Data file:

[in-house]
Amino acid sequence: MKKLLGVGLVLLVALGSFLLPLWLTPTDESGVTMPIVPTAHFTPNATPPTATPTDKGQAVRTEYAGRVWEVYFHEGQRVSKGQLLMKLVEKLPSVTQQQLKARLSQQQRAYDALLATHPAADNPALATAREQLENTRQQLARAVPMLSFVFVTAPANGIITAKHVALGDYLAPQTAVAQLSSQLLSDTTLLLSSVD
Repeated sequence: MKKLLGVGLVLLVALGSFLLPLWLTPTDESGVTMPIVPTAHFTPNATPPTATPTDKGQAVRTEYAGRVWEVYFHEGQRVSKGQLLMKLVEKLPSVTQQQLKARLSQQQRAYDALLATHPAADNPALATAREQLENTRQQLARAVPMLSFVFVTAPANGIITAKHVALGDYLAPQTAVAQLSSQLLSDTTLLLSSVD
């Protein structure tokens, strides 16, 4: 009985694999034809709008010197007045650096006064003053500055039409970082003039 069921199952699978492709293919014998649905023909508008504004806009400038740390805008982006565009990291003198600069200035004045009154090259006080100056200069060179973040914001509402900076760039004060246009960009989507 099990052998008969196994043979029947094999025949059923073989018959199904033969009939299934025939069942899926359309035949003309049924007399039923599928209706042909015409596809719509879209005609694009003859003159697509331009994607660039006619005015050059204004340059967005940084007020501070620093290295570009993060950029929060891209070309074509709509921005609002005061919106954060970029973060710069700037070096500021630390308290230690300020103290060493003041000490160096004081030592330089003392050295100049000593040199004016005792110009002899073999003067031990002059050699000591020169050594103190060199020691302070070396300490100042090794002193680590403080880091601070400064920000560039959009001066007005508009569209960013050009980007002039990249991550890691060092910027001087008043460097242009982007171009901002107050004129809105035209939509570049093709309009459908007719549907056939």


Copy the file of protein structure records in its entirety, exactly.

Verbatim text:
[in-house]
Amino acid sequence: MKKLLGVGLVLLVALGSFLLPLWLTPTDESGVTMPIVPTAHFTPNATPPTATPTDKGQAVRTEYAGRVWEVYFHEGQRVSKGQLLMKLVEKLPSVTQQQLKARLSQQQRAYDALLATHPAADNPALATAREQLENTRQQLARAVPMLSFVFVTAPANGIITAKHVALGDYLAPQTAVAQLSSQLLSDTTLLLSSVD
Repeated sequence: MKKLLGVGLVLLVALGSFLLPLWLTPTDESGVTMPIVPTAHFTPNATPPTATPTDKGQAVRTEYAGRVWEVYFHEGQRVSKGQLLMKLVEKLPSVTQQQLKARLSQQQRAYDALLATHPAADNPALATAREQLENTRQQLARAVPMLSFVFVTAPANGIITAKHVALGDYLAPQTAVAQLSSQLLSDTTLLLSSVD
């Protein structure tokens, strides 16, 4: 009985694999034809709008010197007045650096006064003053500055039409970082003039 069921199952699978492709293919014998649905023909508008504004806009400038740390805008982006565009990291003198600069200035004045009154090259006080100056200069060179973040914001509402900076760039004060246009960009989507 099990052998008969196994043979029947094999025949059923073989018959199904033969009939299934025939069942899926359309035949003309049924007399039923599928209706042909015409596809719509879209005609694009003859003159697509331009994607660039006619005015050059204004340059967005940084007020501070620093290295570009993060950029929060891209070309074509709509921005609002005061919106954060970029973060710069700037070096500021630390308290230690300020103290060493003041000490160096004081030592330089003392050295100049000593040199004016005792110009002899073999003067031990002059050699000591020169050594103190060199020691302070070396300490100042090794002193680590403080880091601070400064920000560039959009001066007005508009569209960013050009980007002039990249991550890691060092910027001087008043460097242009982007171009901002107050004129809105035209939509570049093709309009459908007719549907056939």